Things That Should Not Go In Your Retriever’s Mouth

An article from WWA’s Doctor’s Orders

By Dr. K.C. Brooks, an avid waterfowler, dog lover and practicing veterinarian at Lodi Veterinary Care.

This article originally appeared in Wisconsin Waterfowl Association’s January 2021 eNewsletter.

Our retrieving dogs spend much of their lives intentionally putting things into their mouth and delivering them to hand. Because of that instinct, many of our hunting companions are also prone to putting things in their mouth that end up in their stomach. Giving food, treats and preventative medications goes a long way to keeping our dogs happy and healthy.  Unfortunately, there are many things that can put their health at severe risk if consumed.  This article highlights some of the most common things that your dog should not eat.

Human pain relievers (Acetaminophen, Ibuprofen and other non-steroidal anti-inflammatories) top the list of medications that dog owners give intentionally while not understanding how much damage they can cause.  While these medications have widespread human use with reasonable safety margins, they have very narrow therapeutic windows for dogs.  Liver failure, severe anemia, kidney dysfunction and gastrointestinal problems are a few of the common side effects from these medications.  Dogs are not little humans so it is best not to assume that human medications cannot do harm.  Now days, there are a large number of pain relievers and anti-inflammatories that are labeled safe and effective for dogs.

Chocolate is another human favorite that can put your retriever’s health at risk.  The caffeine and theobromine in chocolate have a marked stimulatory effect on the body that can adversely affect the heart and nervous system. Different types of chocolate are more of a risk for dogs, and certain dogs seem more sensitive to the effects of chocolate. It is best to minimize the amount of chocolate given to your dog.  Should your dog help themselves to a bag of chocolate candy, chips, chunks or cookies, it is a best practice to consult your veterinarian or a poison control center to see if corrective action is prudent.  Muscle tremors, hyperactivity, increased heart rate, irregular heart rhythms and seizures are a few of the more common clinical signs seen.

Many people are unaware that grapes and raisins can be harmful to dogs.  Both can be a significant health risk in relatively low quantities.  These common foods can cause kidney failure.  Unfortunately, clinical signs are often not seen until irreversible damage is done.  Treatment consists of decontamination and fluid therapy and the prognosis is best when these measures are started early.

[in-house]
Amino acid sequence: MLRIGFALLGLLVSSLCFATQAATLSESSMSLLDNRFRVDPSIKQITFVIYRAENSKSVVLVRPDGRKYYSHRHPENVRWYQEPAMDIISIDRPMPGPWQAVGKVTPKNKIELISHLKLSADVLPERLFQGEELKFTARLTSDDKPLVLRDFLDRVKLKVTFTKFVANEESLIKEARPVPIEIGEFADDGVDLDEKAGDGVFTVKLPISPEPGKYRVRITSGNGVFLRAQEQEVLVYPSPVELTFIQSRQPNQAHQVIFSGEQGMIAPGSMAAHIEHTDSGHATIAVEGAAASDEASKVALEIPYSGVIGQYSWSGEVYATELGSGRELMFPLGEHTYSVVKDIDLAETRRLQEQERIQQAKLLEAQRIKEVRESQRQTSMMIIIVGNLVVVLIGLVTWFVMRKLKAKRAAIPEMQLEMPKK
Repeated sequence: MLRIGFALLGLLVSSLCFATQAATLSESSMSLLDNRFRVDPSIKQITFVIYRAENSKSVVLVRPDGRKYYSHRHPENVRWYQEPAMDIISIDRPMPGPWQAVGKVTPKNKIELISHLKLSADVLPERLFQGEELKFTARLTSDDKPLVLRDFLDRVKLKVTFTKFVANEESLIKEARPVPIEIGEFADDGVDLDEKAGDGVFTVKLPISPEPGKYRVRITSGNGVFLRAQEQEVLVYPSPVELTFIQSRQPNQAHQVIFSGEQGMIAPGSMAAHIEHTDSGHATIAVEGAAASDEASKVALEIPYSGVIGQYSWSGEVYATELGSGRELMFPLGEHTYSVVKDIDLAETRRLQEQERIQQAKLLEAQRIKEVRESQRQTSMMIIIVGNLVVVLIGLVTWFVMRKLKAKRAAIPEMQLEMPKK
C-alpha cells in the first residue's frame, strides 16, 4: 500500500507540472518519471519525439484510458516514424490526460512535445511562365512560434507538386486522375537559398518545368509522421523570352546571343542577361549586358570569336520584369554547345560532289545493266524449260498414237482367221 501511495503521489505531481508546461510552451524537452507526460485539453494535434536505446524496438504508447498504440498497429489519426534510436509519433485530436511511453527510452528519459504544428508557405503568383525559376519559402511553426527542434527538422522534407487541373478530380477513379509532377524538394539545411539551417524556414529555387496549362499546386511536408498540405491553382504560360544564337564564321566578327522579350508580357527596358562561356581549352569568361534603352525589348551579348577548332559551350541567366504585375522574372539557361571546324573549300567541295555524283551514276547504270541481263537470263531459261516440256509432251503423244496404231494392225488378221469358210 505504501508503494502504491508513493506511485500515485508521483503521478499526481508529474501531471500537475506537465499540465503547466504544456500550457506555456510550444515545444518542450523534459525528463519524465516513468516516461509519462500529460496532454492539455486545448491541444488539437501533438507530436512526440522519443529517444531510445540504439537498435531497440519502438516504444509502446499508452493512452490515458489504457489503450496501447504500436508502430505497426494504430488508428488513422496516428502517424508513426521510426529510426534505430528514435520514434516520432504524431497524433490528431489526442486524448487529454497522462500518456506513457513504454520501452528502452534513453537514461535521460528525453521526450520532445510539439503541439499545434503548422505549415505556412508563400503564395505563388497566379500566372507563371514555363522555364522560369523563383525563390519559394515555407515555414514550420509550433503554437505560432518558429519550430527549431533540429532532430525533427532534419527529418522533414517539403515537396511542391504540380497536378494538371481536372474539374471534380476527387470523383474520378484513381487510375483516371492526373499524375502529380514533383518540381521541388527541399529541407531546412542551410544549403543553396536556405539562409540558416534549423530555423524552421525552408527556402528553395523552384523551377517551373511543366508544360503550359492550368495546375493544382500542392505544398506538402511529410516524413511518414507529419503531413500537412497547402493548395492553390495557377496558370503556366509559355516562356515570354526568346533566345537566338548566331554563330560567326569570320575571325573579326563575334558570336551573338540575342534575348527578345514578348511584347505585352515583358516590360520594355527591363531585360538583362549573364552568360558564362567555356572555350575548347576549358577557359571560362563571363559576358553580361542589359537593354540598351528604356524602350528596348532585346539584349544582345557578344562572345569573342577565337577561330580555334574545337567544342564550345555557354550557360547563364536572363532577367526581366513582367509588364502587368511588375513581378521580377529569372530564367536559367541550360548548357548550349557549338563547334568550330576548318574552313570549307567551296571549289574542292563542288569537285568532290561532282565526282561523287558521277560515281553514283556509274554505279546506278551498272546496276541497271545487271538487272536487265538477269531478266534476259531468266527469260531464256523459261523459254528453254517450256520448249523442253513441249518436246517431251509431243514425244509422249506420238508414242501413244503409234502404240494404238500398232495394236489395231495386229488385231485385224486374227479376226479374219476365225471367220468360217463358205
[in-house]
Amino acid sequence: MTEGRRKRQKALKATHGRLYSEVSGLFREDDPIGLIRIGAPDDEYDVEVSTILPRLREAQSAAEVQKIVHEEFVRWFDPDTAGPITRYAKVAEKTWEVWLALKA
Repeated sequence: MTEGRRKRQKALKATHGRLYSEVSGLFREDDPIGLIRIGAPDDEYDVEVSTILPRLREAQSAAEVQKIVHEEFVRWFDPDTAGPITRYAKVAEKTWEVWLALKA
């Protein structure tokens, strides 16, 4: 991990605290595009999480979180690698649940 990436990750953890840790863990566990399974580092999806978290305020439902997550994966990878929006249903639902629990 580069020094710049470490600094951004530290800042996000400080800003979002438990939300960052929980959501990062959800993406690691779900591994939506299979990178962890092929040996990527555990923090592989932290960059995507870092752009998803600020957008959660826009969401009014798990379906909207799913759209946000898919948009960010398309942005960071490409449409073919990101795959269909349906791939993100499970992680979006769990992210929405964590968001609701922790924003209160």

Onions and garlic are another common food that many dogs have access to either by their own foraging or in some cases from intentional feeding.  Along with being readily available in most houses and gardens, they are also present in soups, soup mixes and prepared foods.  When ingested in sufficient quantities, they damage your dog’s red blood cells and can cause a life-threatening anemia.  Vomiting, depression and weakness are the clinical signs that can result from ingestion.

Rodenticides – mouse and rat baits – are probably the most common toxicity that results from dogs putting something in their mouth that does not belong there.  These baits are very attractive to our canine companions and contain agents that work in a variety of ways.  Consumption of a relatively small amount of many of these baits can be fatal if prompt medical attention is not sought.  Symptoms can be vague.  Clinical signs such as weakness, hindlimb weakness or paralysis, bruising or unexplained bleeding are possible.  Prevention is this case is the best policy.  Simply do not use baits in areas where dogs can get to them.

Anti-freeze is the final toxin that dogs can encounter on a fairly regular basis.  Products containing ethylene glycol are commonly used and are very palatable.  Drained radiator contents and leaking radiators are the most likely source of unintentional exposure.  Clinical signs consist of rapid neurologic sign (depression, incoordination) followed by acute kidney failure.  Early detection and treatment are critical to avoiding death from chronic kidney failure.

The above list is far from exhaustive.  Macadamia nuts, marijuana, bread dough, prescription medications, pesticides, herbicides, poisonous plants, table scraps and bones can present severe problems for your dog. Our hunting dogs put their health at risk during the hunting season simply from the conditions they perform in.  Cold water, ice, swift currents, barbed wire fences and rugged terrain put them at risk for injury.  Once they are home, it is our job to keep them safe and limit what goes into their mouth in an effort to keep them healthy.  Being educated on the common things that put our dogs in jeopardy is important.   Being mindful of limiting unintended exposures goes a long way to keeping them healthy and happy.  Enjoy your dog!